Looking up at Bodiam Castle Walls to the Sky | Bodiam Castle, East Sussex

All of the towers are topped by defensive crenellations which highlight the castle’s defensive intent.

Looking through an arrow loop at Bodiam Castle | Bodiam Castle, East Sussex

There are arrow loops in the walls and towers of the castle and impressive views of the surrounding countryside. The well in the castle has been preserved and possibly provided water for the castle inhabitants. They certainly weren’t using the moat as a water source for it is believed that is where waste water from the castle was diverted!

Sculpture of a king | Bodiam Castle, East Sussex

We were very lucky because the dark clouds that covered the sky for much of our visit did not break. It was also slightly warm in the sunshine but colder in the shade. By the time we exited to the castle to admire the sculptures, the sky was blue and the promise of spring was near!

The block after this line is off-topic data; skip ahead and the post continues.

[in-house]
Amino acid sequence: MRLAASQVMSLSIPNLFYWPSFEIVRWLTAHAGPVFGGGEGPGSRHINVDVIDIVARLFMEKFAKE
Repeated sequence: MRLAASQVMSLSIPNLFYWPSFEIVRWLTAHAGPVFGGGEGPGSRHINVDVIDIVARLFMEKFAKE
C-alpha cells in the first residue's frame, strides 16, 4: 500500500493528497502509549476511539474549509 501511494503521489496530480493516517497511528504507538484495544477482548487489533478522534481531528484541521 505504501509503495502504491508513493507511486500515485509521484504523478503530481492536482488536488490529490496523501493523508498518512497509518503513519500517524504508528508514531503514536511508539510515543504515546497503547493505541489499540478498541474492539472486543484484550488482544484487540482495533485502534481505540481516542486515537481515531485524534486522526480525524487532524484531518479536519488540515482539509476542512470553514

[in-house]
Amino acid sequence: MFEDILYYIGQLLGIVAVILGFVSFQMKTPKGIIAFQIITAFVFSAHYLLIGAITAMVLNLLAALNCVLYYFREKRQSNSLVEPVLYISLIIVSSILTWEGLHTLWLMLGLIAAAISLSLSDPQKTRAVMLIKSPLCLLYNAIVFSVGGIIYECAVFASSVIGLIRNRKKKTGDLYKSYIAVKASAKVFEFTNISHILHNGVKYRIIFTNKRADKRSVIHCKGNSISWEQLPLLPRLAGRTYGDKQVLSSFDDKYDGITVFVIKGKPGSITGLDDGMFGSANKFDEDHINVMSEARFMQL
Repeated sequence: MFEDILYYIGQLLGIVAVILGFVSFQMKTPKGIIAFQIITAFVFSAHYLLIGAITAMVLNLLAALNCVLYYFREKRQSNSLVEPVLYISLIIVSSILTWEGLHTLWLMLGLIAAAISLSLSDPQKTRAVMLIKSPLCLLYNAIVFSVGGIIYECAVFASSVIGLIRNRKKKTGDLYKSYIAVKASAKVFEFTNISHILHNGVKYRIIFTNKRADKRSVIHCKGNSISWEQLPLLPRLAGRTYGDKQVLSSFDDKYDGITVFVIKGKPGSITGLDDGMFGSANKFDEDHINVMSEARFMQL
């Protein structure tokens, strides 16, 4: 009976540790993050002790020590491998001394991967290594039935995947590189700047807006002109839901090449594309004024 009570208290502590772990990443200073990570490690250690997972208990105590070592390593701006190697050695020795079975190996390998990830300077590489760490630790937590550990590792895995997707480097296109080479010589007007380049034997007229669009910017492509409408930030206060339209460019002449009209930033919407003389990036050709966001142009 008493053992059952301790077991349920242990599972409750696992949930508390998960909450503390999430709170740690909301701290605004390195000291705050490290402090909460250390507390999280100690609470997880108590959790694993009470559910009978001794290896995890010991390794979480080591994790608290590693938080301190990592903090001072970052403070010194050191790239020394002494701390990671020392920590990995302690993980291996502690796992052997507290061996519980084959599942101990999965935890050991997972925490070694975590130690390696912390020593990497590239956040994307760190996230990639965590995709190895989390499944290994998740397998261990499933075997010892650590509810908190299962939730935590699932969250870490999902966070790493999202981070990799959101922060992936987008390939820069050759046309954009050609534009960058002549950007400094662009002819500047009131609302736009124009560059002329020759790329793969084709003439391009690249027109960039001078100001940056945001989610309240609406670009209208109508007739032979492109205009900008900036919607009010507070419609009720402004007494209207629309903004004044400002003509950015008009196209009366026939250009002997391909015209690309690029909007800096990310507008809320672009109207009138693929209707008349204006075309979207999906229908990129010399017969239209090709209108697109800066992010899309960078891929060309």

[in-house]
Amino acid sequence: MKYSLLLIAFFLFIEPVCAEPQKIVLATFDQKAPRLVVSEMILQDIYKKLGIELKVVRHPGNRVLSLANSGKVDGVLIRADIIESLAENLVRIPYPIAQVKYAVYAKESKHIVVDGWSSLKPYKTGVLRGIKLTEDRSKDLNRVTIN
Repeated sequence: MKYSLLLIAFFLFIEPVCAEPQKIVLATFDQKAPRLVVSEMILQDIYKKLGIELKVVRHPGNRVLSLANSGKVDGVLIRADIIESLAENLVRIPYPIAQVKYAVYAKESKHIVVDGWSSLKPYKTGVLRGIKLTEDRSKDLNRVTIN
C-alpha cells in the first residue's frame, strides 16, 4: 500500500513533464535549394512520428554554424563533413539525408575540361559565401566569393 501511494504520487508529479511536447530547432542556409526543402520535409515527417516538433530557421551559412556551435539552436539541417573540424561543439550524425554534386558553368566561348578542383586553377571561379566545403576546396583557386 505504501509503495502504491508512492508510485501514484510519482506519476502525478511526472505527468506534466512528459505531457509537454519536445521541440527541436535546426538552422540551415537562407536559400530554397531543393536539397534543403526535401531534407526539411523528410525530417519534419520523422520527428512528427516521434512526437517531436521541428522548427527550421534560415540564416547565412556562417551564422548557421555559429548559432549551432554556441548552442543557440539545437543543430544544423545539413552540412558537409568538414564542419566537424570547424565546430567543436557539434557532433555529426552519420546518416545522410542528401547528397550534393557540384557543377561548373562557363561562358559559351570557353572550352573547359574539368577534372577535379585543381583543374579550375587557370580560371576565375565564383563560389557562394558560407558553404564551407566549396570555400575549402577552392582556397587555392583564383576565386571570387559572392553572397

Bodiam Castle
Bodiam, near Robertsbridge
East Sussex
TN32 5UA

Prices vary from £10 per adult and £5 per child off-peak. Click the link above for details.

I was chatting with my Mum the other day and she complained that I don't post often enough here. I've always been a bit shy of posting too often. What do you think? Should I post more often here?

A Journey on Bergen's Fløibanen Funicular

Entrance to Floibanen Bergen Funicular

I know you shouldn't pick favourites, but if I had to choose my favourite day in Bergen, it would be the second day when we journeyed to the top of mount Fløyen on the Fløibanen funicular.